Socrates, it’s clear, shares Thamus’s view. Only “a simple person,” he tells Phaedrus, would think that a written account “was at all better than knowledge and recollection of the same matters.” Far better than a word written in the “water” of ink is “an intelligent word graven in the soul of the learner” through spoken discourse. Socrates grants that there are practical benefits to capturing one’s thoughts in writing—“as memorials against the forgetfulness of old age”—but he argues that a dependence on the technology of the alphabet will alter a person’s mind, and not for the better. By substituting outer symbols for inner memories, writing threatens to make us shallower thinkers, he says, preventing us from achieving the intellectual depth that leads to wisdom and true happiness.

In a purely oral culture, thinking is governed by the capacity of human memory. Knowledge is what you recall, and what you recall is limited to what you can hold in your mind.28 Through the millennia of man’s preliterate history, language evolved to aid the storage of complex information in individual memory and to make it easy to exchange that information with others through speech.

The written word liberated knowledge from the bounds of individual memory and freed language from the rhythmical and formulaic structures required to support memorization and recitation.

Silent reading was largely unknown in the ancient world. The new codices, like the tablets and scrolls that preceded them, were almost always read aloud, whether the reader was in a group or alone.

According to an extensive 2009 study conducted by Ball State University’s Center for Media Design, most Americans, no matter what their age, spend at least eight and a half hours a day looking at a television, a computer monitor, or the screen of their mobile phone. Frequently, they use two or even all three of the devices simultaneously.

When we go online, we enter an environment that promotes cursory reading, hurried and distracted thinking, and superficial learning. It’s possible to think deeply while surfing the Net, just as it’s possible to think shallowly while reading a book, but that’s not the type of thinking the technology encourages and rewards.

The Net’s interactivity gives us powerful new tools for finding information, expressing ourselves, and conversing with others. It also turns us into lab rats constantly pressing levers to get tiny pellets of social or intellectual nourishment.

The researchers found that when people search the Net they exhibit a very different pattern of brain activity than they do when they read book-like text. Book readers have a lot of activity in regions associated with language, memory, and visual processing, but they don’t display much activity in the prefrontal regions associated with decision making and problem solving. Experienced Net users, by contrast, display extensive activity across all those brain regions when they scan and search Web pages.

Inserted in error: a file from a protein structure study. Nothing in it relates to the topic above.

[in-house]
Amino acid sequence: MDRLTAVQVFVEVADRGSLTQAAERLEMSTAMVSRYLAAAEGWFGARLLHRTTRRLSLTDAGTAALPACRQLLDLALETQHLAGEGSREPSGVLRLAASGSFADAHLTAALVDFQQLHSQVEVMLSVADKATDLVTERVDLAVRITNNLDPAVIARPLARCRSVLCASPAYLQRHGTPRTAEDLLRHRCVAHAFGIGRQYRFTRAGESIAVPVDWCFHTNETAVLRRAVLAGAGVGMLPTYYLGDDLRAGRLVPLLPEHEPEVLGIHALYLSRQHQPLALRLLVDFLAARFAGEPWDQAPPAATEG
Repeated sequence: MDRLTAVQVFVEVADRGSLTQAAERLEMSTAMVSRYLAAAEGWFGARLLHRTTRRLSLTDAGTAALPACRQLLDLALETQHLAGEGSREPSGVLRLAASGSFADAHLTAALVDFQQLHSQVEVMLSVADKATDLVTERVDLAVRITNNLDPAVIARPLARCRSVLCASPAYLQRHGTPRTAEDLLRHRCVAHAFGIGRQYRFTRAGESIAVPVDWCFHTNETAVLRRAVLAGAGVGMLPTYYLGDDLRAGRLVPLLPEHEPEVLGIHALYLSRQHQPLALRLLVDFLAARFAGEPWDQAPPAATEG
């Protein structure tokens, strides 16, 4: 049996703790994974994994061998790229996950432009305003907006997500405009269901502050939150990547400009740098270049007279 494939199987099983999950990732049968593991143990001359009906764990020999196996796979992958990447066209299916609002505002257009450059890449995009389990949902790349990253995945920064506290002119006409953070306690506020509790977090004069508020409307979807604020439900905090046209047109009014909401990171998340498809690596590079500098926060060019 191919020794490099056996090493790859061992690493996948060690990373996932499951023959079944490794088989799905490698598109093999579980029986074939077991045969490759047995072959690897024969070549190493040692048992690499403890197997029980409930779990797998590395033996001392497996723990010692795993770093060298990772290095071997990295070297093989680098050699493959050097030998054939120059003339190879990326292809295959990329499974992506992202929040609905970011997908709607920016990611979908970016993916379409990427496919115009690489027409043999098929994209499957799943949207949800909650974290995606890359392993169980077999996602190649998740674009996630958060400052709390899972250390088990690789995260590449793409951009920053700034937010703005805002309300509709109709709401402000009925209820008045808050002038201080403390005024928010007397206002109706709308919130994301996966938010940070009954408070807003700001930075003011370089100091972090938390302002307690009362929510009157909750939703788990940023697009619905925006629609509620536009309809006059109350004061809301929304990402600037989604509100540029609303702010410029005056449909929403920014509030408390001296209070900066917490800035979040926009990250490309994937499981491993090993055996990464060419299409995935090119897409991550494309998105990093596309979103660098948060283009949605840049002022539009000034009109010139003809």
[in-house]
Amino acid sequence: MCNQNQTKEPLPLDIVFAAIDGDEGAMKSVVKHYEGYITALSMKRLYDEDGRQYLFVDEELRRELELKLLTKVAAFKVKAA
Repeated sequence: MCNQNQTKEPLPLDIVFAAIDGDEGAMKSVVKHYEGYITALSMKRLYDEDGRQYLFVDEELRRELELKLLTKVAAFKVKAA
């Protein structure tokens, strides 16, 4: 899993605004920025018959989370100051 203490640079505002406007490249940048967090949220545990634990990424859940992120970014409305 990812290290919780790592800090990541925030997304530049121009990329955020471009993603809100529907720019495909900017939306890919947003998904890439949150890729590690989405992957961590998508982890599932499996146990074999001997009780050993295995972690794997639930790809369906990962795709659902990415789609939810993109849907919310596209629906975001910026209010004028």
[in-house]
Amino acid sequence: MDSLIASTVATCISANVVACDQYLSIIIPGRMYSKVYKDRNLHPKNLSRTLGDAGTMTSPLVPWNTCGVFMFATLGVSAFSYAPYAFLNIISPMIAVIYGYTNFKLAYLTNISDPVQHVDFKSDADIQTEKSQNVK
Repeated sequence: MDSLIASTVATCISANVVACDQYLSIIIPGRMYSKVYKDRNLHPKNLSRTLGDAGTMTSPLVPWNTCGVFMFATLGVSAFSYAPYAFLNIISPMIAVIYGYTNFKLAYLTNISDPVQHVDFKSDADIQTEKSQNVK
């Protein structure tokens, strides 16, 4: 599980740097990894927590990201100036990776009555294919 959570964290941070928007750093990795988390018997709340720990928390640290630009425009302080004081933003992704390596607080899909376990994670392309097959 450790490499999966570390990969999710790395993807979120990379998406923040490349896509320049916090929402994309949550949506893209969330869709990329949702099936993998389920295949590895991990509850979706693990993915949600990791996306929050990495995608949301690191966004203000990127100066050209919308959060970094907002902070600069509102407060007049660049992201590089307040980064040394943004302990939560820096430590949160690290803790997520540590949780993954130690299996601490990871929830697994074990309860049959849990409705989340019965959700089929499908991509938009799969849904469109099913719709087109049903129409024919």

According to Sweller, current evidence suggests that “we can process no more than about two to four elements at any given time with the actual number probably being at the lower [rather] than the higher end of this scale.”

Imagine filling a bathtub with a thimble; that’s the challenge involved in transferring information from working memory into long-term memory. By regulating the velocity and intensity of information flow, media exert a strong influence on this process. When we read a book, the information faucet provides a steady drip, which we can control by the pace of our reading. Through our single-minded concentration on the text, we can transfer all or most of the information, thimbleful by thimbleful, into long-term memory and forge the rich associations essential to the creation of schemas. With the Net, we face many information faucets, all going full blast. Our little thimble overflows as we rush from one faucet to the next. We’re able to transfer only a small portion of the information to long-term memory, and what we do transfer is a jumble of drops from different faucets, not a continuous, coherent stream from one source.

The information flowing into our working memory at any given moment is called our “cognitive load.” When the load exceeds our mind’s ability to store and process the information—when the water overflows the thimble—we’re unable to retain the information or to draw connections with the information already stored in our long-term memory. We can’t translate the new information into schemas. Our ability to learn suffers, and our understanding remains shallow.

She found that comprehension declined as the number of links increased. Readers were forced to devote more and more of their attention and brain power to evaluating the links and deciding whether to click on them. That left less attention and fewer cognitive resources to devote to understanding what they were reading.

Nielsen told his clients, “when you add verbiage to a page, you can assume that customers will read 18% of it.”

What we’re experiencing is, in a metaphorical sense, a reversal of the early trajectory of civilization: we are evolving from being cultivators of personal knowledge to being hunters and gatherers in the electronic data forest.